Acquitted ex-official looks to future

December 19, 1993|By Greg Tasker | Greg Tasker,Staff Writer

Teddy C. Ryan Jr. -- briefly a top city official in Cumberland earlier this year -- is today a man without a job, without a house and without money.

Even so, Mr. Ryan, who was acquitted two weeks ago of charges related to the kidnapping and $100,000 robbery of a Florida coin and pawnshop owner, is content to attend to personal needs, spend time with his family and breathe the exhilarating air of freedom.

"I don't have any plans now except to enjoy my family for the holiday season and to enjoy the Lord's birthday," said the man who served only a week as Cumberland's city administrator, after beating out 98 applicants for the job.

As that first week on his new, $50,000-a-year job was ending in March, Mr. Ryan was arrested on 12 felony counts, transported to Florida and jailed to await trial because he couldn't afford what initially was $1 million in bail.

Now, he says, he is considering writing a book about the nine months he spent in jail and his three-week trial.

"I could write two books," he said in an interview from West Palm Beach, Fla. "I could write an actual account of what happened because people are curious about that. In all fairness, the facts and scenarios are quite interesting. . . I could come up with a

fictional book that would be a blockbuster."

Mr. Ryan's story is bizarre.

A city manager with 25 years' experience, mostly in small towns such as Clovis, N. M., Trinidad, Colo., Ocoee, Fla., and most recently, Stoneham, Mass., Mr. Ryan and his younger brother, Robert, were accused of holding a coin and pawn shop owner and four other people hostage Jan. 22 in a Port Charlotte, Fla., house, taping explosives to the shop owner's chest and extorting more than $100,000 from him.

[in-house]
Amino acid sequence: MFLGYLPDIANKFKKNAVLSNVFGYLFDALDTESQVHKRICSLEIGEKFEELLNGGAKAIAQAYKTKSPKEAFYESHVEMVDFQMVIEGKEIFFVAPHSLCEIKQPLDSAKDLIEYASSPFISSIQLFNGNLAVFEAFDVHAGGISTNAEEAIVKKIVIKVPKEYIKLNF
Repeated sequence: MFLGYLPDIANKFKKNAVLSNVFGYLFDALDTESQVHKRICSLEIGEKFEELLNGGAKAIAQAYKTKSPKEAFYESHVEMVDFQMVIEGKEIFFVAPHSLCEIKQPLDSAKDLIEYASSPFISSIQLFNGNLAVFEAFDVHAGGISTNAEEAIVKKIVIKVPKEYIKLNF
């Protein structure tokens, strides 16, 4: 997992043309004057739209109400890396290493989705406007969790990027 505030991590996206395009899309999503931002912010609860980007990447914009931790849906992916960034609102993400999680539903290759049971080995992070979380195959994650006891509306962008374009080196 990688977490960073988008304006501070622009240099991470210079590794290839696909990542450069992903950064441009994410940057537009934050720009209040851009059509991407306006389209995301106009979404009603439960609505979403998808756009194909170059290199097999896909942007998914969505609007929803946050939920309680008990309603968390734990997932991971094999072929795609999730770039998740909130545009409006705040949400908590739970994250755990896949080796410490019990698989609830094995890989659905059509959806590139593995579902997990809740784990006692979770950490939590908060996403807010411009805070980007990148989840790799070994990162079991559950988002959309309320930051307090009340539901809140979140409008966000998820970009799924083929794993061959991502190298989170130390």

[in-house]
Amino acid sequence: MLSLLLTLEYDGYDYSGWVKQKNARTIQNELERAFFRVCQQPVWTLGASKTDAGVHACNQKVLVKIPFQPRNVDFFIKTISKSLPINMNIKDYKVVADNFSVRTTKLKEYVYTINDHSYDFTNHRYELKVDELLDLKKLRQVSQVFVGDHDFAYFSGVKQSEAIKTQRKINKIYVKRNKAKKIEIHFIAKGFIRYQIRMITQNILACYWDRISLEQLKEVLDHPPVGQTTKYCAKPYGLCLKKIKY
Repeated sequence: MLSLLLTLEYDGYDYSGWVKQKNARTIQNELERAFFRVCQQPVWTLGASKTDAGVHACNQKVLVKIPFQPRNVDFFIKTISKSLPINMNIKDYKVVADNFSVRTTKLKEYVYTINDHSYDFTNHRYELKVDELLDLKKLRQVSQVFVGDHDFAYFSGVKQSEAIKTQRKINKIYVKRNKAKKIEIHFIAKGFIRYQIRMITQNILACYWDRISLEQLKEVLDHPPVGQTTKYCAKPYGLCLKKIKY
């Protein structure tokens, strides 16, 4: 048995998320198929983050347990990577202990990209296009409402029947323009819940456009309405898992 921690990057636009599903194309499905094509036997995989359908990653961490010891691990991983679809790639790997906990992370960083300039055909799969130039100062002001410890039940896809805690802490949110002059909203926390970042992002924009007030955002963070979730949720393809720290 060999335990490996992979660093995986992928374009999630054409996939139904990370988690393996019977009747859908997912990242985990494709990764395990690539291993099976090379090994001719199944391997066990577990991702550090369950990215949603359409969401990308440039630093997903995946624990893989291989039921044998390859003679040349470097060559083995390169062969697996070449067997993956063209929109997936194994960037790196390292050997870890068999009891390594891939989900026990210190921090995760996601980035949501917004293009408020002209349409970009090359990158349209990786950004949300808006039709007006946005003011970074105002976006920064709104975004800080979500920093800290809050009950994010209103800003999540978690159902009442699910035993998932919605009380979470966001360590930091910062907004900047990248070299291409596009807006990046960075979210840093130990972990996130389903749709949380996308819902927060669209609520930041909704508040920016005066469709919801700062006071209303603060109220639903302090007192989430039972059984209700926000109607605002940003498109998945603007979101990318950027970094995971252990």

"Can you imagine going to work one day as a city administrator and the police show up, handcuff you, search your home and take you to jail?" asked Richard Lee Barrett, Mr. Ryan's attorney.

On the surface, the case against Mr. Ryan looked like a sure thing. Witnesses identified him as one of the perpetrators, who were unmasked during the robbery and claimed they were brothers.

But once the case went to trial, the defense produced witnesses who placed Mr. Ryan 175 miles away when the crime occurred. Witnesses' descriptions were weakened by discrepancies as well. And police and prosecutors could produce no physical evidence against Mr. Ryan.

Mr. Barrett attributed the verdict to a shoddy investigation and Mr. Ryan's testimony during the trial.

"The story was so bizarre that it didn't make sense that a man like Teddy would commit a crime as stupid as this," Mr. Barrett said.

Assistant State Attorney Jennifer Harrington agreed that the lack of physical evidence and the head police investigator's inexperience played a role in the acquittal.

"'Reasonable doubt' is tough" to overcome, she said of the requirement that jurors be convinced beyond a reasonable doubt of the guilt of the defendant.

"Teddy Ryan is an intelligent man," Ms. Harrington said. "He is not going to do something stupid." She contends the state has a stronger case against his brother, whose trial begins next month.

Mr. Ryan said he will testify on his brother's behalf. He believes the state has no case against him either.

Meanwhile, Mr. Ryan is trying to piece his life back together with his wife and three grown children.

"I'm looking at getting things organized, dusting off my resume," he said. "I have no job leads at this time. I have been in contact with prison ministries. That's something I feel very strongly about."

Always a spiritual man, Mr. Ryan, 49, said he turned to God during his nine months in jail in Florida. He passed time reading Scripture.

He spent 270 days in jail. He sold his home and possessions to pay his legal fees of more than $100,000.

"I lost everything of value -- of world value. But I gained everything of value -- of spiritual value. I have a clear, intimate relationship with my creator," he said.

Mr. Ryan said he holds no grudges against Cumberland officials, who terminated his contract and have since hired a successor.

"There may have been a better way to handle the circumstance," Mr. Ryan said. "But those people were decent, forthright and supportive. It was an ordeal for both of us."

He is not forgiving of the justice system, however.

"This case would have never gone to trial in Baltimore or Los Angeles," Mr. Ryan said. "It went through the process, and there was no case. I find it reprehensible."

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